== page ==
The Citizen: "Be careful – they’re not like us!"
by Fabien Lemercier
- Roland Vranik has made a humanistic and sensitive film about the journey undertaken by an African man who yearns to fit in in Hungarian society
"Tell us something about Hungarian art during the Renaissance." Sat opposite his examiners as they grill him on the history of Hungary, the country he wishes to become a national of, Wilson Ugabe, who fled the war in Guinea-Bissau following the death of his wife and the disappearance of his two daughters, is feeling pretty small. In the absence of any knowledge of Matthias Corvinus, commonly known as “The Just”, all he can offer are the words to the Hungarian national anthem as a goodwill gesture: “There is no place for you in that vast world out there.” And he even has to go so far as to describe horrific events (pregnant women disembowelled by soldiers placing bets on whether the babies were boys or girls) to put an end to the lecturing by the chair of the jury as he criticises those who abandon their native soil. But, regardless, this rather difficult interview turns out to be pointless ("I’ve seen no improvement from you in the last six months, Wilson"), and he must go back to the drawing board. This is the opening scene of The Citizen [+see also:
film profile] (Az állampolgár), the third feature by Roland Vranik, following Black Brush (which won Best Film at the 2005 Hungarian Film Week) and Transmission (which won awards at such festivals as Seville in 2009), a film that was unveiled as a world premiere at the recent Stockholm Film Festival, and which will be distributed in Hungary from 16 January next year, courtesy of Mozinet.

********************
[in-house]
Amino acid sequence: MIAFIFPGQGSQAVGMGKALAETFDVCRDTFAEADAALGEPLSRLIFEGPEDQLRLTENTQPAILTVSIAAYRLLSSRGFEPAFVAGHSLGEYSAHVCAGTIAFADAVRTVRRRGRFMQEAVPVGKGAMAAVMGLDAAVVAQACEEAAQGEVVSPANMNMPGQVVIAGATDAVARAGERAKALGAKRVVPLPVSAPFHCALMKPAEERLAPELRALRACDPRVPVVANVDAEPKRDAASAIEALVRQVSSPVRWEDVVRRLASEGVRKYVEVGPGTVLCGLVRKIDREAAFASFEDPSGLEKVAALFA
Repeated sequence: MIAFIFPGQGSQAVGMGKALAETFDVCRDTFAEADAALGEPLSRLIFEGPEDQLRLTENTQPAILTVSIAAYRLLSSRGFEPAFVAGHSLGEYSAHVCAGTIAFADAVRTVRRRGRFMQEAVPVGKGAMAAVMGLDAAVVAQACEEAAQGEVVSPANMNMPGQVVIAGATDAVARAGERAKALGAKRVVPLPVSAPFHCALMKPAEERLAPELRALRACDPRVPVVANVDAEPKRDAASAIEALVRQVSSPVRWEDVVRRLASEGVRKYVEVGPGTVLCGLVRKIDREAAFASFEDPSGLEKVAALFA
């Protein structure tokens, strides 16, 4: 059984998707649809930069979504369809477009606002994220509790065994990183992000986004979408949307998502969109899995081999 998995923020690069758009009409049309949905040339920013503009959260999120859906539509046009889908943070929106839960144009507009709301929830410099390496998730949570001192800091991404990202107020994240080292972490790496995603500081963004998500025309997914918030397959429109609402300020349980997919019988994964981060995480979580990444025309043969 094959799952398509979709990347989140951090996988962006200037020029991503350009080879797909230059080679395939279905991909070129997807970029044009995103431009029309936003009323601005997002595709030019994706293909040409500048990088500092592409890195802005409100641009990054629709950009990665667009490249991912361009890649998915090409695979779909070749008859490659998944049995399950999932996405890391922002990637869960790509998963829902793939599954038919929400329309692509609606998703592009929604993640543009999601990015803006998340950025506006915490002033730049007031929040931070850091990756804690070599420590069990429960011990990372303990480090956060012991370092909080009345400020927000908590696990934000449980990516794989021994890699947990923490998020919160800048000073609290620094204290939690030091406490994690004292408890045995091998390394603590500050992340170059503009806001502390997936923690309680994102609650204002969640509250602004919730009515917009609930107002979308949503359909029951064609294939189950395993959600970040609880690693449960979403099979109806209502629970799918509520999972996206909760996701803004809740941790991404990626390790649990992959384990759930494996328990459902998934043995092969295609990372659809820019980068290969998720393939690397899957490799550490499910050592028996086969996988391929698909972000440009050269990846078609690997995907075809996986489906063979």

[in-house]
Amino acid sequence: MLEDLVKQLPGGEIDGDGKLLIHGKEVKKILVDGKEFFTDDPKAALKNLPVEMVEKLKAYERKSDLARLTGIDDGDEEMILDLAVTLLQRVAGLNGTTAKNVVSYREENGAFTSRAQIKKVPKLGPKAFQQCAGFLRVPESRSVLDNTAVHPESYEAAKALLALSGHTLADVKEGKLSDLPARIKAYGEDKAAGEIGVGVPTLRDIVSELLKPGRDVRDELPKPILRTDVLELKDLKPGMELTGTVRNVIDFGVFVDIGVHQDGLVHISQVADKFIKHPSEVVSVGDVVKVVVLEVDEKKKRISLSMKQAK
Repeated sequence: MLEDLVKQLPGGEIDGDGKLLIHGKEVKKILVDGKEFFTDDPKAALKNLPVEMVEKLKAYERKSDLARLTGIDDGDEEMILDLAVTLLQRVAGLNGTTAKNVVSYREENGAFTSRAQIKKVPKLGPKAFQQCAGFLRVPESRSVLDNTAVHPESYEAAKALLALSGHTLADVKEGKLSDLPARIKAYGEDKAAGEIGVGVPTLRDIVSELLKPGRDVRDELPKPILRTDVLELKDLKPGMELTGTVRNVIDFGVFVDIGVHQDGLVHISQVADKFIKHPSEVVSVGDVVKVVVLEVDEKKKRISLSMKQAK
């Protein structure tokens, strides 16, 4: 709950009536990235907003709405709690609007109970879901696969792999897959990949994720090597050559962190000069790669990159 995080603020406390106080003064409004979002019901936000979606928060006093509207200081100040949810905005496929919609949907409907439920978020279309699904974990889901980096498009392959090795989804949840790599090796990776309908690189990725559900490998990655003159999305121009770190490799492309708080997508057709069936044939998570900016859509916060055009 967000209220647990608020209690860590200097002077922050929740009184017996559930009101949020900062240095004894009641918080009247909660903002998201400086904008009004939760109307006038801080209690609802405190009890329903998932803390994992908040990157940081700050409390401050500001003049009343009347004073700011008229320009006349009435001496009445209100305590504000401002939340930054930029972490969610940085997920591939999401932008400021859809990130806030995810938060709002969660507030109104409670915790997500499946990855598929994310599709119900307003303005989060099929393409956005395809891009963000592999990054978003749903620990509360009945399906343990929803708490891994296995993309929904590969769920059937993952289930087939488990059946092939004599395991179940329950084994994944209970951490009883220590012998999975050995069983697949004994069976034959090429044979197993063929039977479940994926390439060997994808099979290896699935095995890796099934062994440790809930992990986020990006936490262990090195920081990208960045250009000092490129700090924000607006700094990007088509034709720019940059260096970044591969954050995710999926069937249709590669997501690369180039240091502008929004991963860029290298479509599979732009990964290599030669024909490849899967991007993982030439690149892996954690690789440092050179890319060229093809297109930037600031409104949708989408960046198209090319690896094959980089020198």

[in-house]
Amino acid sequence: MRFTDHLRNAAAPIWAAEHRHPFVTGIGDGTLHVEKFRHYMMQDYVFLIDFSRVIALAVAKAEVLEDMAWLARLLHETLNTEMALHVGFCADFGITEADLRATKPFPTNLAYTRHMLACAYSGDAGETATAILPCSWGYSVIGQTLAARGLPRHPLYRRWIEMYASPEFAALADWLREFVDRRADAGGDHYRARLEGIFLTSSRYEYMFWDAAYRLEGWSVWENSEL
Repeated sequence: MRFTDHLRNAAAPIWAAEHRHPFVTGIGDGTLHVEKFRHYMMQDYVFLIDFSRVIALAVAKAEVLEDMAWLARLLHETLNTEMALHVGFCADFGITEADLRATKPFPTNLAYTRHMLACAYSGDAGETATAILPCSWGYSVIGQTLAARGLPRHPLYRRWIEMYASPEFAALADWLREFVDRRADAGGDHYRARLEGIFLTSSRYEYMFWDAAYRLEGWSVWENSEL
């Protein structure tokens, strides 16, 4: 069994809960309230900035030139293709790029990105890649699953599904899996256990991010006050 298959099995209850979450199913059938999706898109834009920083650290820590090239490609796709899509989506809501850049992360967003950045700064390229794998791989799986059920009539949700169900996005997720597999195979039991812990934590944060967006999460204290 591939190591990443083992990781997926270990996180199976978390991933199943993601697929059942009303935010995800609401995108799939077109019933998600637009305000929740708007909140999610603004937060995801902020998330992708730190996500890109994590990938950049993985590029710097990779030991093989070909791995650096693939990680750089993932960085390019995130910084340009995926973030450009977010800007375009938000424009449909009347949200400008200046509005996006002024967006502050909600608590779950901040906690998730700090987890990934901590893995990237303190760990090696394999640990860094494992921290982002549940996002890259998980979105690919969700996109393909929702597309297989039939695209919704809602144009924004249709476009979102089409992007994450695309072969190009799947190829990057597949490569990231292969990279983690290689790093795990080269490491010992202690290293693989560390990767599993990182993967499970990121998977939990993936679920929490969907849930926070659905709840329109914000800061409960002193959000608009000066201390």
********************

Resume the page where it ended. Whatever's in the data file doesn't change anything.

As its follows Wilson’s (played by Dr Cake-Baly Marcelo) journey towards citizenship, the movie endeavours to paint a humanistic portrait, as the main character is a “model” refugee – a fifty-something who is well liked in his job as a supermarket security guard, has forged successful friendships with a number of residents in his neighbourhood, and is paying for private lessons to acquire the cultural knowledge necessary to pass the exam that will open the door to the naturalisation process. He is also a good-hearted man who empathises with those who have been through the same uprooting experience as him, such as Iranian woman Shirin (Arghavan Shekari), an illegal immigrant who escaped from a detention centre to avoid being deported, and who Wilson helps to give birth in secret, offering her and her baby shelter in his house. But a real love story with Maria (Mahr Agi), a woman in her fifties who is married with children, and who teaches him the basics of the Constitution and takes him on trips to visit the city’s monuments and museums, opens up future prospects for Wilson and complicates matters somewhat...
A confident film that takes care not to give in to the temptation to draw a caricature, despite the staunchly optimistic nature of its central interracial “love story”, The Citizen offers a fairly even-handed portrayal of the perception of immigrants in Hungarian society, and the rampant racism ("You like free food, negro") seeping to the surface rather discreetly, in contrast with all the "false good intentions" (such as those exhibited by Maria’s sister, who is a fan of Wilson, but who nevertheless explains: "Be careful – they’re not like us!"). Above all, the film gives an accurate representation of that intermediate state full of hope and frustration, where you are told that "the naturalisation process can last up to ten years, especially for an African", a potential new life where you must forget the violent episodes of the past in order to always show an affable face in countries where, often, as one of Wilson’s friends who went to live in Austria points out, "Women don’t even look at me – not even one smile. No one speaks to you." And while appreciating both Bartok and Fela Kuti may be the first step towards mutual understanding, the path to harmony is fraught with pitfalls.
(Translated from French)
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